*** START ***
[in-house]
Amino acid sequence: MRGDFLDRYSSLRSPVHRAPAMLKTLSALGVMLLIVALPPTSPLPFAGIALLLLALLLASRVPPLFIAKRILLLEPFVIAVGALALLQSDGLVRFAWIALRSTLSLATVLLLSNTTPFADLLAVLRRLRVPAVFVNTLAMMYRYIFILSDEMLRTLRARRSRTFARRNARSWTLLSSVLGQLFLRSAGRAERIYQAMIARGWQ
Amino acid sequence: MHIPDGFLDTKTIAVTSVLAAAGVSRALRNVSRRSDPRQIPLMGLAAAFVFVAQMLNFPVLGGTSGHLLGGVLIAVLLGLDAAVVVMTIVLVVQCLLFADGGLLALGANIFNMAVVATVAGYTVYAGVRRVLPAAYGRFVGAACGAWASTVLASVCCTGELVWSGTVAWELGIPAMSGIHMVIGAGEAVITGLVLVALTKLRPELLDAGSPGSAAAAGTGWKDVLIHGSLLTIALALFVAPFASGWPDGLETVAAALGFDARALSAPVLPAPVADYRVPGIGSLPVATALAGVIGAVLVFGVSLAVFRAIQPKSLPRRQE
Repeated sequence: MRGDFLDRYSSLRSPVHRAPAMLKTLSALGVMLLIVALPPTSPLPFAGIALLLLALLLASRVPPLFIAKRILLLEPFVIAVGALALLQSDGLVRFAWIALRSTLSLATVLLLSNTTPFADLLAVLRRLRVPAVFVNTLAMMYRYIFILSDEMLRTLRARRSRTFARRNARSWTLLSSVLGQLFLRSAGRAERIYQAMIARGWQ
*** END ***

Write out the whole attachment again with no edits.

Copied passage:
[in-house]
Amino acid sequence: MRGDFLDRYSSLRSPVHRAPAMLKTLSALGVMLLIVALPPTSPLPFAGIALLLLALLLASRVPPLFIAKRILLLEPFVIAVGALALLQSDGLVRFAWIALRSTLSLATVLLLSNTTPFADLLAVLRRLRVPAVFVNTLAMMYRYIFILSDEMLRTLRARRSRTFARRNARSWTLLSSVLGQLFLRSAGRAERIYQAMIARGWQ
Amino acid sequence: MHIPDGFLDTKTIAVTSVLAAAGVSRALRNVSRRSDPRQIPLMGLAAAFVFVAQMLNFPVLGGTSGHLLGGVLIAVLLGLDAAVVVMTIVLVVQCLLFADGGLLALGANIFNMAVVATVAGYTVYAGVRRVLPAAYGRFVGAACGAWASTVLASVCCTGELVWSGTVAWELGIPAMSGIHMVIGAGEAVITGLVLVALTKLRPELLDAGSPGSAAAAGTGWKDVLIHGSLLTIALALFVAPFASGWPDGLETVAAALGFDARALSAPVLPAPVADYRVPGIGSLPVATALAGVIGAVLVFGVSLAVFRAIQPKSLPRRQE
Repeated sequence: MRGDFLDRYSSLRSPVHRAPAMLKTLSALGVMLLIVALPPTSPLPFAGIALLLLALLLASRVPPLFIAKRILLLEPFVIAVGALALLQSDGLVRFAWIALRSTLSLATVLLLSNTTPFADLLAVLRRLRVPAVFVNTLAMMYRYIFILSDEMLRTLRARRSRTFARRNARSWTLLSSVLGQLFLRSAGRAERIYQAMIARGWQ